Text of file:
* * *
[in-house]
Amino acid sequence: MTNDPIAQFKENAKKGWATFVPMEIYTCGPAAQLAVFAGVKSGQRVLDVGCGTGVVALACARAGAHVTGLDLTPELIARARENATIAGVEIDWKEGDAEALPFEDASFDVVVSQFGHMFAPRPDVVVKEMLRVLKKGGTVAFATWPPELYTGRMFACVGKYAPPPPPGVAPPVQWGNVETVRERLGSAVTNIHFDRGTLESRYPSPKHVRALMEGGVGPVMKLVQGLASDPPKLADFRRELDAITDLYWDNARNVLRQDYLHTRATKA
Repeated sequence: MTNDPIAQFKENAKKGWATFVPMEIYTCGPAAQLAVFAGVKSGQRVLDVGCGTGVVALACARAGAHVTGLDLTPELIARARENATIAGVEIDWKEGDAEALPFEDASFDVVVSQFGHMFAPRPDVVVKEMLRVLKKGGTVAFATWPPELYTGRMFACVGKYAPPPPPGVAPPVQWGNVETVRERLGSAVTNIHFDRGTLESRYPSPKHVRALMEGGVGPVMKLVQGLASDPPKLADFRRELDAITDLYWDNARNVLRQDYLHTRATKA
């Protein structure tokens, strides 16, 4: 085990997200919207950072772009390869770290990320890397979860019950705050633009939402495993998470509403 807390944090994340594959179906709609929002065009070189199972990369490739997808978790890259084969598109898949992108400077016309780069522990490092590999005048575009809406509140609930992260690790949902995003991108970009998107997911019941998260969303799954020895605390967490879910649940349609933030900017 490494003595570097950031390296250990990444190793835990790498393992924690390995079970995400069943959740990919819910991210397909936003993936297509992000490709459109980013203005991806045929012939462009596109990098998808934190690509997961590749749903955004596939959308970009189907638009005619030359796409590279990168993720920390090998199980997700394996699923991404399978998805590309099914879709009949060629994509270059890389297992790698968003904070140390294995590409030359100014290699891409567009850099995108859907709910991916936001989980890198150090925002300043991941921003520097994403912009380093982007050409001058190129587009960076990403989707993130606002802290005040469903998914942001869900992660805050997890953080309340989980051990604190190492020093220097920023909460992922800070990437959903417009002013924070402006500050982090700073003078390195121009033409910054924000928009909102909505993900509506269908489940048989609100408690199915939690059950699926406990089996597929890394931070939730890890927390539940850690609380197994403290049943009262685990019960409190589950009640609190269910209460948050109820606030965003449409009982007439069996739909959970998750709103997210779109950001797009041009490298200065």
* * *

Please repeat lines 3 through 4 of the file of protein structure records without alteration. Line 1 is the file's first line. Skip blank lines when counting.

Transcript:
Repeated sequence: MTNDPIAQFKENAKKGWATFVPMEIYTCGPAAQLAVFAGVKSGQRVLDVGCGTGVVALACARAGAHVTGLDLTPELIARARENATIAGVEIDWKEGDAEALPFEDASFDVVVSQFGHMFAPRPDVVVKEMLRVLKKGGTVAFATWPPELYTGRMFACVGKYAPPPPPGVAPPVQWGNVETVRERLGSAVTNIHFDRGTLESRYPSPKHVRALMEGGVGPVMKLVQGLASDPPKLADFRRELDAITDLYWDNARNVLRQDYLHTRATKA
């Protein structure tokens, strides 16, 4: 085990997200919207950072772009390869770290990320890397979860019950705050633009939402495993998470509403 807390944090994340594959179906709609929002065009070189199972990369490739997808978790890259084969598109898949992108400077016309780069522990490092590999005048575009809406509140609930992260690790949902995003991108970009998107997911019941998260969303799954020895605390967490879910649940349609933030900017 490494003595570097950031390296250990990444190793835990790498393992924690390995079970995400069943959740990919819910991210397909936003993936297509992000490709459109980013203005991806045929012939462009596109990098998808934190690509997961590749749903955004596939959308970009189907638009005619030359796409590279990168993720920390090998199980997700394996699923991404399978998805590309099914879709009949060629994509270059890389297992790698968003904070140390294995590409030359100014290699891409567009850099995108859907709910991916936001989980890198150090925002300043991941921003520097994403912009380093982007050409001058190129587009960076990403989707993130606002802290005040469903998914942001869900992660805050997890953080309340989980051990604190190492020093220097920023909460992922800070990437959903417009002013924070402006500050982090700073003078390195121009033409910054924000928009909102909505993900509506269908489940048989609100408690199915939690059950699926406990089996597929890394931070939730890890927390539940850690609380197994403290049943009262685990019960409190589950009640609190269910209460948050109820606030965003449409009982007439069996739909959970998750709103997210779109950001797009041009490298200065």